Loosely translated, what all loved ones and those who suffer want to know is: Will rehab “cure” the problem? It’s a fair question, because on the surface, addiction and alcoholism treatment are health care services with both a physical and mental health component. And when it comes to health care, we expect results: We go to the doctor for a problem, and we expect a cure, or at least treatment that will lead to a cure.
So why is rehab so different? And if the idea of a “cure” isn’t part of the conversation, then how effective is alcoholism treatment, exactly? Let’s take a look.
How Effective Is Alcoholism Treatment: What’s the Goal?
In asking “how effective is alcoholism treatment,” it’s important to determine what, exactly, is the goal of the individual seeking help.
In other words, does the potential patient simply want to quit drinking? Is that the standard by which effectiveness is measured in the eyes of the individual considering rehab? If so, then alcoholism treatment is very effective. Drug and alcohol rehab, after all, is predicated on the idea of providing therapy and education, and that’s a near impossibility if an individual is still under the influence of alcohol and drugs.
As a result, the initial stage of the treatment process, for most facilities anyway, is a medical detox program, “the process by which the body clears itself of drugs, is designed to manage the acute and potentially dangerous physiological effects of stopping drug use,” according to the National Institute on Drug Abuse (NIDA). “Because it is often accompanied by unpleasant and potentially fatal side effects stemming from withdrawal, detoxification is often managed with medications administered by a physician in an inpatient or outpatient setting; therefore, it is referred to as “medically managed withdrawal.” Medications are available to assist in the withdrawal from opioids, benzodiazepines, alcohol, nicotine, barbiturates, and other sedatives.”
So how effective is alcoholism treatment? If the goal is to simply stop, then everyone who enters the detox phase of treatment is considered a success. However, that’s not what family members, or individuals who want help, mean when they question a facility’s effectiveness. Stopping is great; it’s the staying stopped that is the gold standard for successful treatment.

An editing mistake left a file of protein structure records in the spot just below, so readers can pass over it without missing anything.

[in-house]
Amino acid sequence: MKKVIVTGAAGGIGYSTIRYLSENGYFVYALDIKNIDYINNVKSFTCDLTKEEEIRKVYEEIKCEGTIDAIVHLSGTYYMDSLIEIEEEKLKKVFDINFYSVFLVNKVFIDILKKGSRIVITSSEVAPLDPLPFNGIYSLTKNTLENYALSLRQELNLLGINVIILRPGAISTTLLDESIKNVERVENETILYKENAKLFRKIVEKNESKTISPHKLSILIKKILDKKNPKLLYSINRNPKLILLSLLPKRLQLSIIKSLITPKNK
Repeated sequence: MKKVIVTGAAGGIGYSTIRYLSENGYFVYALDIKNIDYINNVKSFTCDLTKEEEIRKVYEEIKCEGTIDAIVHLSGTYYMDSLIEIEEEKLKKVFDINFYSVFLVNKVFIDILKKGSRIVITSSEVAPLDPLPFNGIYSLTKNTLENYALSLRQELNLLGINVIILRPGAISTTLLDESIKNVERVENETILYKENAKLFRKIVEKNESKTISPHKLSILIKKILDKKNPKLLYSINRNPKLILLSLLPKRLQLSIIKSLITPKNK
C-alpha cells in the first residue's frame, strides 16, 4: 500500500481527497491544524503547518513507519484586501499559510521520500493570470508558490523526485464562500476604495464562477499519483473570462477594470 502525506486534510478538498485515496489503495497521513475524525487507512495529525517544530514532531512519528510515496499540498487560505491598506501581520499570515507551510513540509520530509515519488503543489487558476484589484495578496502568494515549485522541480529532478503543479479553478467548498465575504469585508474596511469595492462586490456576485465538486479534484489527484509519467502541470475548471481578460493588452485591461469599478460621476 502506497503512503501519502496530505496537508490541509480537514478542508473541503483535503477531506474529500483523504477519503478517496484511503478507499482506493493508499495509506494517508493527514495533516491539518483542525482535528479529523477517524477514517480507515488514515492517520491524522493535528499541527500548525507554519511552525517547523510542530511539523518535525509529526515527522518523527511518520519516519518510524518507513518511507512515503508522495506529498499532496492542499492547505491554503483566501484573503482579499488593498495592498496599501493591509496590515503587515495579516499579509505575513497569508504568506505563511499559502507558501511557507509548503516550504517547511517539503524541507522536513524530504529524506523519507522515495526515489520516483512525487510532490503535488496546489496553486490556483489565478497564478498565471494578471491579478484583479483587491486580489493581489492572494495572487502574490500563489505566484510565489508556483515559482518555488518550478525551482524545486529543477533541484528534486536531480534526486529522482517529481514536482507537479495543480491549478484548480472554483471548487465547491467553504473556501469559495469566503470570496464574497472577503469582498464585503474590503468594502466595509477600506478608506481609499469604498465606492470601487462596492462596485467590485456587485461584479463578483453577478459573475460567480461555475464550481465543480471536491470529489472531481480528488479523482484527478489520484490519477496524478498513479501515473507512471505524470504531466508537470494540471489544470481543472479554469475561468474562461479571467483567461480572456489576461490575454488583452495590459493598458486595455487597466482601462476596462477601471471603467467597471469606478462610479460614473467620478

And, as the NIDA points out, that takes work: “detoxification alone does not address the psychological, social, and behavioral problems associated with addiction and therefore does not typically produce lasting behavioral changes necessary for recovery. Detoxification should thus be followed by a formal assessment and referral to drug addiction treatment.”
So again, before asking “how effective is alcoholism treatment,” defining the goals of said treatment are important. Chances are, permanent sobriety is the desired result, and the effectiveness of a treatment facility in meeting that goal is much more difficult to define.
OK, So Define ‘Effectiveness’
The good news is, according to the National Institute on Alcohol Abuse and Alcoholism, that treatment can be effective for many people: “Research shows that about one-third of people who are treated for alcohol problems have no further symptoms 1 year later. Many others substantially reduce their drinking and report fewer alcohol-related problems.”
For those who want a “one-and-done” fix via a 30-day rehab stay, the idea that sobriety can be contingent on a number of factors might feel discouraging. After all, if the comparison to physical health care stands, then an individual who seeks treatment for a broken bone isn’t told, “Well, your bone will be broken for the rest of your life, but you can manage it with the right tools!” Treatment, in the minds of many, should also consist of a black-and-white diagnosis and solution.
Alcoholism, however, is much more comparable to other chronic, life-long illnesses, the NIDA points out: “The chronic nature of the disease means that relapsing to drug abuse is not only possible but also likely, with symptom recurrence rates similar to those for other well-characterized chronic medical illnesses — such as diabetes, hypertension, and asthma — that also have both physiological and behavioral components.”
However, saying that relapse — many an individual who completes treatment will eventually drink again — is “likely” isn’t the same thing as saying it’s a “certainty.” The NIDA goes on to add, “Like other chronic diseases, addiction can be managed successfully. Treatment enables people to counteract addiction’s powerful disruptive effects on the brain and behavior and to regain control of their lives.”